Working in the Wild: The Rise of Ecotourism Jobs
Ecotourism work has become increasingly popular.
This type of responsible employment combines a valuable professional opportunity and a chance to discover stunning natural habitats.
If you’ve been thinking about a way to make a valuable contribution to the planet, this could be it.
What is Ecotourism Work?
Ecotourism work refers to sustainability-focused employment. Its aim is to preserve and positively impact the places and communities travelled to. This is part of a larger trend called purposeful or meaningful travel, which describes travels that strive to be waste-free and eco-friendly.
An Office in Nature
As you would expect, ecotourism work is mostly conducted in wild natural sites, often involving staying in remote, human-free environments. A downside of this proximity to nature is how difficult it can be to access the Internet, which is, of course, an essential part of several ecotourism jobs (we’ll give you some examples of these below).
If your work site is in an isolated area, service can be bad or nonexistent, forcing you to connect to free public Wi-Fi, which can be unsafe.
To avoid risking online attacks, many ecotourism workers turn to VPNs like ExpressVPN as a way to remain private online during their trips. Essentially, a VPN masks your IP address to prevent hackers from accessing your data, making it safe to connect to free public Wi-Fi.
A VPN adds a layer of privacy and peace of mind that is worth considering if you’re thinking of engaging in this type of wild experience.
Examples of Ecotourism Jobs
The main goal of ecotourism work is to contribute to maintaining natural assets and increasing conservation awareness. As such, it encompasses a range of activities that focus on nature destinations and their communities.
Here are some practical examples of ecotourism jobs:
This is a great position if you’re good at communicating and speaking more than one language, as you would be teaching tourists about the history of a particular area.
You would oversee the cleanliness of sites. It’s usually said that when visiting somewhere, we should leave places exactly as we found them. This would be a great way of going above and beyond for Mother Earth by making the maintenance of local areas the primary goal of your visit!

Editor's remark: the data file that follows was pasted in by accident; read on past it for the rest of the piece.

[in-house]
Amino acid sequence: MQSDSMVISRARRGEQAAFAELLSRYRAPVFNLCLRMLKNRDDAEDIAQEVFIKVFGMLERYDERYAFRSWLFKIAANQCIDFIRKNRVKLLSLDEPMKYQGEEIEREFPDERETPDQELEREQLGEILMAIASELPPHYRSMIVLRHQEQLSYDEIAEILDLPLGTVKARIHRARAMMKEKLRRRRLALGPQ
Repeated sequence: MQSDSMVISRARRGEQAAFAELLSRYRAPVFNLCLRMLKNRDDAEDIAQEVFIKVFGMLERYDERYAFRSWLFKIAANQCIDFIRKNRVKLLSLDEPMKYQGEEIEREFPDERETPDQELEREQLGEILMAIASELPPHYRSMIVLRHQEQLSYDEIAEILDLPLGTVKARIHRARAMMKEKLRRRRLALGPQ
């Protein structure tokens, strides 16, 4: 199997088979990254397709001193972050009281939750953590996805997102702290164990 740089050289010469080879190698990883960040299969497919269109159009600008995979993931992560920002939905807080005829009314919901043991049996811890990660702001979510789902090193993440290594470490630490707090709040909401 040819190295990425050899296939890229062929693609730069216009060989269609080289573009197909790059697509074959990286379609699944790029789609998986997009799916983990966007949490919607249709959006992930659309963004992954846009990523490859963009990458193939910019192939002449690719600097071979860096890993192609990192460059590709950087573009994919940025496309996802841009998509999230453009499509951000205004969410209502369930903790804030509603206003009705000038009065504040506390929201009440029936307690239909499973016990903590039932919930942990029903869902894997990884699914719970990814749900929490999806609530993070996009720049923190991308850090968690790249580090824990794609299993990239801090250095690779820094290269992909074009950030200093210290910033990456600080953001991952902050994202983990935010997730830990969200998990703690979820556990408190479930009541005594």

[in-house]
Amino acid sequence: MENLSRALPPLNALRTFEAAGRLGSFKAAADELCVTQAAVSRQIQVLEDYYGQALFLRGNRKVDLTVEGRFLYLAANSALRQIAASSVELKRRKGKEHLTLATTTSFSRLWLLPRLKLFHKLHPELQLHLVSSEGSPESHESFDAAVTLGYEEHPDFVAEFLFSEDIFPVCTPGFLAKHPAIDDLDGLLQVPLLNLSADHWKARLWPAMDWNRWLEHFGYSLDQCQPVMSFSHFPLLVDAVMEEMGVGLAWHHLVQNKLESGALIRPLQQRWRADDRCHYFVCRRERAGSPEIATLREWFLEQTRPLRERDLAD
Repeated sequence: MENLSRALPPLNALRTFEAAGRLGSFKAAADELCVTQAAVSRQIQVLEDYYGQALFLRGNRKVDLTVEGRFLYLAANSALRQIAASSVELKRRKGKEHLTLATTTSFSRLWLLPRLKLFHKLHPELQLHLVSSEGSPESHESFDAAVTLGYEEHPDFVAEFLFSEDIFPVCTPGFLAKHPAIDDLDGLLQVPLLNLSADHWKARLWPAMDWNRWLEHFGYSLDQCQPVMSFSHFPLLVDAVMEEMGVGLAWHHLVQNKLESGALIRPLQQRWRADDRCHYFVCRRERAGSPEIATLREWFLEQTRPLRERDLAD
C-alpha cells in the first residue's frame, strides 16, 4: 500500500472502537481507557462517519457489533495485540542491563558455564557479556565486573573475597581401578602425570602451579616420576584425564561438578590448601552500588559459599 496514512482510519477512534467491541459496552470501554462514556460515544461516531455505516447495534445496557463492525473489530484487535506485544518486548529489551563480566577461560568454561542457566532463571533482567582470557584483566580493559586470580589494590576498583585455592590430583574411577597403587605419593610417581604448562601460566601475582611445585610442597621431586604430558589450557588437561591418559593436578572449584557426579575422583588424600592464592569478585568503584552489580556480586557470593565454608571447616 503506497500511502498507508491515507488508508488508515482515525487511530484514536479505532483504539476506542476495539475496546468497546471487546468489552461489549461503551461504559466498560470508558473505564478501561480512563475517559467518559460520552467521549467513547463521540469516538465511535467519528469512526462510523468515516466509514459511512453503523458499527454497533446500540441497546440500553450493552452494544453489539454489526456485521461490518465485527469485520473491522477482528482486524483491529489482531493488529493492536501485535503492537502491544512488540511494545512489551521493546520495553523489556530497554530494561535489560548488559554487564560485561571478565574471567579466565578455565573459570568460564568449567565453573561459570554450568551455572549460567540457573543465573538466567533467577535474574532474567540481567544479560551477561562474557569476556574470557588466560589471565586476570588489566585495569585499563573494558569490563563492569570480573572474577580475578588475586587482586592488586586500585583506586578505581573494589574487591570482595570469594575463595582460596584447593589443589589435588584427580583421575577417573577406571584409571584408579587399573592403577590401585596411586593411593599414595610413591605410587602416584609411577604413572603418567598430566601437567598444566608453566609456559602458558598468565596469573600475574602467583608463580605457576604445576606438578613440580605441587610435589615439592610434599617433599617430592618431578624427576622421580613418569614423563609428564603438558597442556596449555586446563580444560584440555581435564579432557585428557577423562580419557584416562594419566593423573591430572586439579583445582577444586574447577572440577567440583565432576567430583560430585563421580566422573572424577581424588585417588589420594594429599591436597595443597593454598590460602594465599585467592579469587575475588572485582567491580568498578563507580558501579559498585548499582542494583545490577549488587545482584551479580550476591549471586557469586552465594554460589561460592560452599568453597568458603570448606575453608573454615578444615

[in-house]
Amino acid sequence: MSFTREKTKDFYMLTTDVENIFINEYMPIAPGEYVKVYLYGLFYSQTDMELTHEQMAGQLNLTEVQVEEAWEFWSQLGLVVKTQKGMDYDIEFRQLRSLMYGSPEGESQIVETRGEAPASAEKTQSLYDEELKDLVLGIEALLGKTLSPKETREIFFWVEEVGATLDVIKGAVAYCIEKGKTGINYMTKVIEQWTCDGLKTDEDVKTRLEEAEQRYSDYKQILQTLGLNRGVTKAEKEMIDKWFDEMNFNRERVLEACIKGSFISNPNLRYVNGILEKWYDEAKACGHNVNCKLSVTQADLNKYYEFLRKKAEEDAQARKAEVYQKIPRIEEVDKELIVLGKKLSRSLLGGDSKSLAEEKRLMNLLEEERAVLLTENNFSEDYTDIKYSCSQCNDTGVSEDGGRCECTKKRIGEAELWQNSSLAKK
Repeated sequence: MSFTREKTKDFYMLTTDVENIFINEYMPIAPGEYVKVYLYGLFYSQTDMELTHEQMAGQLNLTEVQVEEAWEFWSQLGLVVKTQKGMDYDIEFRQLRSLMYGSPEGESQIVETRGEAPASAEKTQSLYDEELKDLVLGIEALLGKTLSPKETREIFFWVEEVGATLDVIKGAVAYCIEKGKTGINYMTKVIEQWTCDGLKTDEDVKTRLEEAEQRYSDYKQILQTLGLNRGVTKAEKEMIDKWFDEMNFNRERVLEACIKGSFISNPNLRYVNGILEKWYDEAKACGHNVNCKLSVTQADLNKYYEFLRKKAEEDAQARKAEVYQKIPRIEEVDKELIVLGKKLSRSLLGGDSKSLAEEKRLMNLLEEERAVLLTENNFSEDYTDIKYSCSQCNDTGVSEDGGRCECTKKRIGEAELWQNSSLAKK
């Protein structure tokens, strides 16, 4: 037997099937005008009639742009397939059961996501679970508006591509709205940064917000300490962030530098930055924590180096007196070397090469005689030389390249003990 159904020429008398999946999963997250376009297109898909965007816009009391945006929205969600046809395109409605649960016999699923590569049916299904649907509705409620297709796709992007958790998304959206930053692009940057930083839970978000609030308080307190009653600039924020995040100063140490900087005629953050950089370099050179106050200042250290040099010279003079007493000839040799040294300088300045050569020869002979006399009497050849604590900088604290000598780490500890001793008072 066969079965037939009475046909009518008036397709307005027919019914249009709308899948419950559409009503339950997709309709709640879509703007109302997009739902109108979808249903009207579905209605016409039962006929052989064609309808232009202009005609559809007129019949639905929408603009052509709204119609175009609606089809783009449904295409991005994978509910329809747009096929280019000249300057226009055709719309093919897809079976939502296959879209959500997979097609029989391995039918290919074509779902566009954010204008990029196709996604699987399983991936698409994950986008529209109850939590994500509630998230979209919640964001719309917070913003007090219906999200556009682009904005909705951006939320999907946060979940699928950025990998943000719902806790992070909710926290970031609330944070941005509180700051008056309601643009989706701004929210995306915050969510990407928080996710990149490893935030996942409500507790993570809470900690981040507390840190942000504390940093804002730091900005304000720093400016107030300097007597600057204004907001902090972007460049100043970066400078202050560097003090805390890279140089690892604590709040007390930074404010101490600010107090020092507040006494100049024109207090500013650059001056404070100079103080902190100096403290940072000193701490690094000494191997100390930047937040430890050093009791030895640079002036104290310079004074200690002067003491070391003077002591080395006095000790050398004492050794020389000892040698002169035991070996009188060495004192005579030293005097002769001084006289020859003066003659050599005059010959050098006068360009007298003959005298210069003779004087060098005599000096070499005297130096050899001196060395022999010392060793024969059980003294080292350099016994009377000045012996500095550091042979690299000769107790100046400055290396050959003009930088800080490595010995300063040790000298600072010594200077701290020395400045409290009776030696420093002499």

Naturalist or Wildlife Specialist
This is the best option if you’re passionate about wildlife and keen to work with animals. If you have relevant experience and are looking for an opportunity to learn more about local species you can contribute to their preservation and get paid.
On a side note, staying with local families is usually a popular idea in terms of accommodation. This is a great way to learn about and help preserve local cultural heritage, and it can also be a big help for the communities.
As you can imagine, the most popular locations for sustainable travel and work are places with abundant fauna and flora where wildlife flourishes. Here are some of the most sought-after destinations for ecotourism workers:
The country’s immense biodiversity earned it first place on Forbes’ index of the best holiday destinations for nature lovers, so we bet working there would be just as inspiring.
Its 14,000 animal and plant species and three UNESCO Natural World Heritage Sites make this jungle paradise a wildlife hotspot, perfect for tourists passionate about learning more about biodiversity and natural heritage.
This beautiful country is known for its deeply rich cultural heritage and wildlife parks like Xcaret, making Tour Guide jobs highly popular here.
What If Ecotourism Becomes Too Popular?
Much like any other travel movement, ecotourism is now trendy, and this is not without its risks. For instance, if ecotourism jobs become too popular, excessive human foot traffic can increase littering and overall pollution. The presence of workers, if in excess, can also disturb the local communities and even become damaging to their everyday lives.
Nonetheless, we would say ecotourism work and even ecotourism in general will always be an eco-friendly option over traditional tourism. According to The Guardian, traditional tourism contributes to about 8% of global emissions. As such, by and large, working abroad as an ecotourist is a valuable contribution to the planet despite its challenges and risks.
Ecotourism work is expected to keep growing in popularity amongst globetrotters as well as other forms of similarly responsible travel. Finding ways to reduce our environmental impact has never been more crucial, and ecotourism strikes a balance between new experiences and sustainable ones.